• For details on the weather and climate events of the Midwest, see the weekly summaries in the Midwest Climate Watch page.
  • Southeast Region: (Information provided by the Southeast Regional Climate Center)
  • Mean temperatures were above average across the Southeast in January. The greatest departures were found across South Carolina, Georgia, and Florida, where monthly temperatures were 6 to 8 degrees F (3.3 to 4.4 degrees C) above average, while monthly temperatures were 3 to 5 degrees F (1.6 to 2.8 degrees C) above average across Virginia, North Carolina, Alabama, and South Florida. Monthly temperatures were generally above average across Puerto Rico and near average across the U.S. Virgin Islands. The warmest weather occurred between the 12th and 17th of the month, with maximum temperatures exceeding 70 degrees F (21.1 degrees C) as far north as central Virginia and as high as 80 degrees F (26.7 degrees C) along the North Carolina coast. Overnight temperatures were also warm during this period, as more than 500 daily high minimum temperature records were tied or broken, including a few monthly records. Huntsville, AL (period of record: 1907-2013) and Milledgeville, GA (1891-2013) recorded monthly record high minimum temperatures of 65 degrees F (18.3 degrees C) on the 12th and 17th, respectively. The following week, a surge of Arctic air overspread much of the Southeast. Maximum temperatures failed to reach 40 degrees F (4.4 degrees C) across much of Virginia and North Carolina from the 22nd to the 27th of the month, while overnight temperatures dipped below freezing as far south as the Florida Panhandle between the 23rd and 25th of the month. The end of January saw a return of above average temperatures across much of the Southeast. On the 30th, Jacksonville, FL recorded a monthly record high maximum temperature of 85 degrees F (29.4 degrees C), breaking the old record of 84 degrees F (28.9 degrees C) last set in 1982 (period of record: 1871-2013).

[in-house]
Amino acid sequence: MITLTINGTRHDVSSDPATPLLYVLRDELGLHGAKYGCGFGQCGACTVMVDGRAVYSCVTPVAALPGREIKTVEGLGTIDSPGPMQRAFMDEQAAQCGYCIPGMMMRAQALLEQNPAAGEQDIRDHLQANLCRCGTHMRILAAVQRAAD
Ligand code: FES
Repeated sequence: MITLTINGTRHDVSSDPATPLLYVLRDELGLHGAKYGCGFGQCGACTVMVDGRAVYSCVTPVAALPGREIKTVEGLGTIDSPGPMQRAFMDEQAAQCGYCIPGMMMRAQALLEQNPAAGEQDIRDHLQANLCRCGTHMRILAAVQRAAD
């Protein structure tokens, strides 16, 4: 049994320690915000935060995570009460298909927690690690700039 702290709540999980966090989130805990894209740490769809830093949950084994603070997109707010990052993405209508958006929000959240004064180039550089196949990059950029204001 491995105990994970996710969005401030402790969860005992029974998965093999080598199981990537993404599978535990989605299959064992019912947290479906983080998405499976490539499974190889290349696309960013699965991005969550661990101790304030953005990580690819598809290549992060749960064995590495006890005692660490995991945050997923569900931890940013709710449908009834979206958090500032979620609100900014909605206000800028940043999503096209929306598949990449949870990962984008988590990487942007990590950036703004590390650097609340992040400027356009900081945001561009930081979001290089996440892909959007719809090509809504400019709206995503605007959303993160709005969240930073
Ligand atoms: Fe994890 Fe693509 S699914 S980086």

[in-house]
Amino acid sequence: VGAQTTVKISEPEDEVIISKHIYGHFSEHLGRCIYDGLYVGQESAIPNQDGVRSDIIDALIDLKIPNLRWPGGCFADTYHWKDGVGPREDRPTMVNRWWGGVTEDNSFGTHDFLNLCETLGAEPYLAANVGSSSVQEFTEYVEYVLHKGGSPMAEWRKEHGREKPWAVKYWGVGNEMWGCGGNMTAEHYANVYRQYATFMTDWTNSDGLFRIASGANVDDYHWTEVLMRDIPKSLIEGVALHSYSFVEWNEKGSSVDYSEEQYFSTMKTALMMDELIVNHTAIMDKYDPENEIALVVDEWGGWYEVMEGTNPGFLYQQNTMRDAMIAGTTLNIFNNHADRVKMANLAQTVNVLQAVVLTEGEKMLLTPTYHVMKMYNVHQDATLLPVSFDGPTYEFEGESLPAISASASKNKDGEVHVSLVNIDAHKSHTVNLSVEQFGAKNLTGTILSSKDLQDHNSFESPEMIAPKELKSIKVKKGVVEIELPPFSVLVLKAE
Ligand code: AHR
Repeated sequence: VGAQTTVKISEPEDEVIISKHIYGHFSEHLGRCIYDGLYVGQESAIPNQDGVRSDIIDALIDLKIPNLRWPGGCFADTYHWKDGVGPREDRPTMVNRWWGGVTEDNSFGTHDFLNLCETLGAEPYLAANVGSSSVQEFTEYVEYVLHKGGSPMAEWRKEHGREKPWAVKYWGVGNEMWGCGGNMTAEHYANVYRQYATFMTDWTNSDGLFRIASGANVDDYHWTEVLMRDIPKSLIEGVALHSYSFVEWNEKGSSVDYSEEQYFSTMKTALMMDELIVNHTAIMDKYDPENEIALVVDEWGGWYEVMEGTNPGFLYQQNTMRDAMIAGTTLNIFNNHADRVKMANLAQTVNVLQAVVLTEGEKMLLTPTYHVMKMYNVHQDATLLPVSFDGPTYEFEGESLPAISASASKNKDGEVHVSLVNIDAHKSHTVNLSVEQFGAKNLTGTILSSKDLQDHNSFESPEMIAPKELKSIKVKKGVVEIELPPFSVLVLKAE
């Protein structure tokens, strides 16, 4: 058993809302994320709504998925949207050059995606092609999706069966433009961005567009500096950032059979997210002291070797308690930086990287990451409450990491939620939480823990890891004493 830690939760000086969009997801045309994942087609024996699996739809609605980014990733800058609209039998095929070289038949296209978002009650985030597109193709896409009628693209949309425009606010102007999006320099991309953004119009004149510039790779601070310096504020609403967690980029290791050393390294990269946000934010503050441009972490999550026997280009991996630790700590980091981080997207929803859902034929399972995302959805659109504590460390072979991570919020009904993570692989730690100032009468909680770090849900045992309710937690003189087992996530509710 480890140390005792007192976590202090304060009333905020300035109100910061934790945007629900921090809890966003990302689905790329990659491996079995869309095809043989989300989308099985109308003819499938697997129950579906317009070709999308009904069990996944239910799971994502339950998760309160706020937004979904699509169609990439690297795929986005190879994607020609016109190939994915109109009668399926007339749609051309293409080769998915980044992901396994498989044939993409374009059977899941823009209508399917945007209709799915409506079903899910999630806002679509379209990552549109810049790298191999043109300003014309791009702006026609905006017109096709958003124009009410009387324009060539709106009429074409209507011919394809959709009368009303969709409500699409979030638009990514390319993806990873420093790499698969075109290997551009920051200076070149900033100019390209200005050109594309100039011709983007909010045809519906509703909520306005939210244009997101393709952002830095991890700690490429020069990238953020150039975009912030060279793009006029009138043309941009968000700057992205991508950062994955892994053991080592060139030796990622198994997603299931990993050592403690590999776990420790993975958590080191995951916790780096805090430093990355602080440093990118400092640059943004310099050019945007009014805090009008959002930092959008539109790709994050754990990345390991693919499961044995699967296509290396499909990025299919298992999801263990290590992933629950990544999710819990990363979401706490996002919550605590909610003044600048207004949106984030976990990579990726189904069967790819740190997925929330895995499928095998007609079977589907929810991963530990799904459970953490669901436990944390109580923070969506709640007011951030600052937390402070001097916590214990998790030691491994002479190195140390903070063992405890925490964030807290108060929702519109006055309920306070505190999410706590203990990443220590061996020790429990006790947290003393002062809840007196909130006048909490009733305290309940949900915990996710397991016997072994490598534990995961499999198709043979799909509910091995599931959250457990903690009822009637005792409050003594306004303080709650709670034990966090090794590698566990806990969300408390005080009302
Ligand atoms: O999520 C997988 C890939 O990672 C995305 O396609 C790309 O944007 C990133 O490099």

• Precipitation in January was highly variable across the Southeast region. Monthly totals were above normal in a swath extending from central and northern Alabama through northern sections of Georgia and South Carolina, western North Carolina, and much of Virginia. The wettest locations were found across western sections of North Carolina and Virginia, where monthly totals exceeded 15 inches (381 mm). Highlands, NC, located in Macon County, recorded its third wettest January on record with 15.42 inches (391.17 mm) (period of record: 1905-2013), while Asheville, NC recorded its second wettest January on record with 8.58 inches (217.93 mm) (period of record: 1869-2013). Most of this precipitation fell between the 14th and 18th of the month. Daily rainfall totals during this period exceeded 5 inches (127 mm) along the eastern slopes of the Appalachian Mountains. Across the region, major flooding was reported in parts of western North Carolina and northern Georgia. Heavy rainfall was also observed at the end of the month in association with a slow-moving frontal boundary. Some locations in western North Carolina recorded between 5 and 6 inches (127 and 152.4 mm) of rainfall from the 30th to the 31st, resulting in flash flooding in places such as Boone, NC and Asheville, NC. In contrast, monthly precipitation was well below normal across eastern sections of South Carolina and Georgia, and most of Florida, Puerto Rico, and the U.S. Virgin Islands, with monthly totals less than 25 percent of normal. Augusta, GA (period of record 1871-2013) and Charleston, SC (period of record: 1938-2013) recorded their driest January on record with monthly totals of 0.60 and 0.35 inches (15.2 and 8.9 mm), respectively.